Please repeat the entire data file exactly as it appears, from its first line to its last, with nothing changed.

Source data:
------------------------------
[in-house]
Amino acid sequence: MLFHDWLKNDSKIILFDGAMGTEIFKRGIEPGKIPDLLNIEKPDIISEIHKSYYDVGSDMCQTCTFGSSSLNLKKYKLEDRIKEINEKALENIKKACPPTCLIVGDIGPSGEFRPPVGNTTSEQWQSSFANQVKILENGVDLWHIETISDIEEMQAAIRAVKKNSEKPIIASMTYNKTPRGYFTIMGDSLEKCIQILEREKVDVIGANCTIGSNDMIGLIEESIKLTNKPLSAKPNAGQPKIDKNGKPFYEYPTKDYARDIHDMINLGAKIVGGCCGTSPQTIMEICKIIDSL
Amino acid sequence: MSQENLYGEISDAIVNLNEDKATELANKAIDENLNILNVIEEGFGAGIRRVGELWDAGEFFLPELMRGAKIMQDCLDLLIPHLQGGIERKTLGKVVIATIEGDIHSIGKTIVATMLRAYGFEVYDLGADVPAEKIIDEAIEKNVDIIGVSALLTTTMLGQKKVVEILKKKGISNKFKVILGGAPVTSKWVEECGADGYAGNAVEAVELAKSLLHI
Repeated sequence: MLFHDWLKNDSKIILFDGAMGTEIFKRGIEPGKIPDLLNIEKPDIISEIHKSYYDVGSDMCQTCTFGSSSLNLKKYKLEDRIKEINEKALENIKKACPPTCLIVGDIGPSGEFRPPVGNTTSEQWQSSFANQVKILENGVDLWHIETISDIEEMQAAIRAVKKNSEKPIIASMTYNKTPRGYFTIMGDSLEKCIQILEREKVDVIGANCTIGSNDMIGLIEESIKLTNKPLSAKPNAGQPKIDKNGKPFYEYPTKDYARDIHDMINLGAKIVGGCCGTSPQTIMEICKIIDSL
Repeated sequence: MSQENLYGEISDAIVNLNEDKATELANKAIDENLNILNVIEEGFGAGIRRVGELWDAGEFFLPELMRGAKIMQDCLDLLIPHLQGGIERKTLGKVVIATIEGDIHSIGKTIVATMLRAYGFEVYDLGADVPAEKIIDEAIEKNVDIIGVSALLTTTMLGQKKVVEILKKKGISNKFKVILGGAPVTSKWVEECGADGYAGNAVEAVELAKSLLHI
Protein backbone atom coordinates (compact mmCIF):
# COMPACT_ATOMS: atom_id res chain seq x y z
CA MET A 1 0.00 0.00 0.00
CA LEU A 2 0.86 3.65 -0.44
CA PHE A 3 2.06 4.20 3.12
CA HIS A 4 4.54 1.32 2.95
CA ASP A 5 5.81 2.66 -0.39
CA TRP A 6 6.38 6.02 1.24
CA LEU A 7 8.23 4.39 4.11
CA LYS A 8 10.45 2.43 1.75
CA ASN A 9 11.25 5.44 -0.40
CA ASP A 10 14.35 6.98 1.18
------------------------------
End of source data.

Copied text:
[in-house]
Amino acid sequence: MLFHDWLKNDSKIILFDGAMGTEIFKRGIEPGKIPDLLNIEKPDIISEIHKSYYDVGSDMCQTCTFGSSSLNLKKYKLEDRIKEINEKALENIKKACPPTCLIVGDIGPSGEFRPPVGNTTSEQWQSSFANQVKILENGVDLWHIETISDIEEMQAAIRAVKKNSEKPIIASMTYNKTPRGYFTIMGDSLEKCIQILEREKVDVIGANCTIGSNDMIGLIEESIKLTNKPLSAKPNAGQPKIDKNGKPFYEYPTKDYARDIHDMINLGAKIVGGCCGTSPQTIMEICKIIDSL
Amino acid sequence: MSQENLYGEISDAIVNLNEDKATELANKAIDENLNILNVIEEGFGAGIRRVGELWDAGEFFLPELMRGAKIMQDCLDLLIPHLQGGIERKTLGKVVIATIEGDIHSIGKTIVATMLRAYGFEVYDLGADVPAEKIIDEAIEKNVDIIGVSALLTTTMLGQKKVVEILKKKGISNKFKVILGGAPVTSKWVEECGADGYAGNAVEAVELAKSLLHI
Repeated sequence: MLFHDWLKNDSKIILFDGAMGTEIFKRGIEPGKIPDLLNIEKPDIISEIHKSYYDVGSDMCQTCTFGSSSLNLKKYKLEDRIKEINEKALENIKKACPPTCLIVGDIGPSGEFRPPVGNTTSEQWQSSFANQVKILENGVDLWHIETISDIEEMQAAIRAVKKNSEKPIIASMTYNKTPRGYFTIMGDSLEKCIQILEREKVDVIGANCTIGSNDMIGLIEESIKLTNKPLSAKPNAGQPKIDKNGKPFYEYPTKDYARDIHDMINLGAKIVGGCCGTSPQTIMEICKIIDSL
Repeated sequence: MSQENLYGEISDAIVNLNEDKATELANKAIDENLNILNVIEEGFGAGIRRVGELWDAGEFFLPELMRGAKIMQDCLDLLIPHLQGGIERKTLGKVVIATIEGDIHSIGKTIVATMLRAYGFEVYDLGADVPAEKIIDEAIEKNVDIIGVSALLTTTMLGQKKVVEILKKKGISNKFKVILGGAPVTSKWVEECGADGYAGNAVEAVELAKSLLHI
Protein backbone atom coordinates (compact mmCIF):
# COMPACT_ATOMS: atom_id res chain seq x y z
CA MET A 1 0.00 0.00 0.00
CA LEU A 2 0.86 3.65 -0.44
CA PHE A 3 2.06 4.20 3.12
CA HIS A 4 4.54 1.32 2.95
CA ASP A 5 5.81 2.66 -0.39
CA TRP A 6 6.38 6.02 1.24
CA LEU A 7 8.23 4.39 4.11
CA LYS A 8 10.45 2.43 1.75
CA ASN A 9 11.25 5.44 -0.40
CA ASP A 10 14.35 6.98 1.18